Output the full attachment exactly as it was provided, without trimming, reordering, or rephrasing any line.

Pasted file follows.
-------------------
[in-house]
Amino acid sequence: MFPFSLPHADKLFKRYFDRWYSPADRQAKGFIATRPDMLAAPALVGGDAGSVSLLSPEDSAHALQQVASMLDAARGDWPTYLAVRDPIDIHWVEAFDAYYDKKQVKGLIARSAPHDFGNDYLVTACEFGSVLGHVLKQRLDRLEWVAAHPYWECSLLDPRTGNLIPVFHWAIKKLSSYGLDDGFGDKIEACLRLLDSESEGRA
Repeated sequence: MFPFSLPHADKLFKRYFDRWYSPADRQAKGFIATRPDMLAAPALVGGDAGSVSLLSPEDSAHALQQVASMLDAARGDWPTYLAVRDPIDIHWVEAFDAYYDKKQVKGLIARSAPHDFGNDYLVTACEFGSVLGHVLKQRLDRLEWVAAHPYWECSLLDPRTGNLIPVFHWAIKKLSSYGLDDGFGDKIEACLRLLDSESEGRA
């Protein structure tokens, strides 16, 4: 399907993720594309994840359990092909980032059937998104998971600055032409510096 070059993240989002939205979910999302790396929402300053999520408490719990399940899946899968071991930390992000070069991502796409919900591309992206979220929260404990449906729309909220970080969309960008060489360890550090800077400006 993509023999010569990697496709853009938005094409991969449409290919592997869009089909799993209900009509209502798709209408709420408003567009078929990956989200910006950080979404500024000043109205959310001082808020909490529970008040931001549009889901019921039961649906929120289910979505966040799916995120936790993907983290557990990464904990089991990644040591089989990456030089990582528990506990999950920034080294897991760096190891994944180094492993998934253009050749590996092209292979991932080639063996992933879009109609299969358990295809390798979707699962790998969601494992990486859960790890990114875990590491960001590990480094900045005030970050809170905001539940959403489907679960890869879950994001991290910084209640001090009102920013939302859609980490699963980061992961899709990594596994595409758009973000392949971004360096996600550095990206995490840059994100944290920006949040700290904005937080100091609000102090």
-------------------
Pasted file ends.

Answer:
[in-house]
Amino acid sequence: MFPFSLPHADKLFKRYFDRWYSPADRQAKGFIATRPDMLAAPALVGGDAGSVSLLSPEDSAHALQQVASMLDAARGDWPTYLAVRDPIDIHWVEAFDAYYDKKQVKGLIARSAPHDFGNDYLVTACEFGSVLGHVLKQRLDRLEWVAAHPYWECSLLDPRTGNLIPVFHWAIKKLSSYGLDDGFGDKIEACLRLLDSESEGRA
Repeated sequence: MFPFSLPHADKLFKRYFDRWYSPADRQAKGFIATRPDMLAAPALVGGDAGSVSLLSPEDSAHALQQVASMLDAARGDWPTYLAVRDPIDIHWVEAFDAYYDKKQVKGLIARSAPHDFGNDYLVTACEFGSVLGHVLKQRLDRLEWVAAHPYWECSLLDPRTGNLIPVFHWAIKKLSSYGLDDGFGDKIEACLRLLDSESEGRA
């Protein structure tokens, strides 16, 4: 399907993720594309994840359990092909980032059937998104998971600055032409510096 070059993240989002939205979910999302790396929402300053999520408490719990399940899946899968071991930390992000070069991502796409919900591309992206979220929260404990449906729309909220970080969309960008060489360890550090800077400006 993509023999010569990697496709853009938005094409991969449409290919592997869009089909799993209900009509209502798709209408709420408003567009078929990956989200910006950080979404500024000043109205959310001082808020909490529970008040931001549009889901019921039961649906929120289910979505966040799916995120936790993907983290557990990464904990089991990644040591089989990456030089990582528990506990999950920034080294897991760096190891994944180094492993998934253009050749590996092209292979991932080639063996992933879009109609299969358990295809390798979707699962790998969601494992990486859960790890990114875990590491960001590990480094900045005030970050809170905001539940959403489907679960890869879950994001991290910084209640001090009102920013939302859609980490699963980061992961899709990594596994595409758009973000392949971004360096996600550095990206995490840059994100944290920006949040700290904005937080100091609000102090």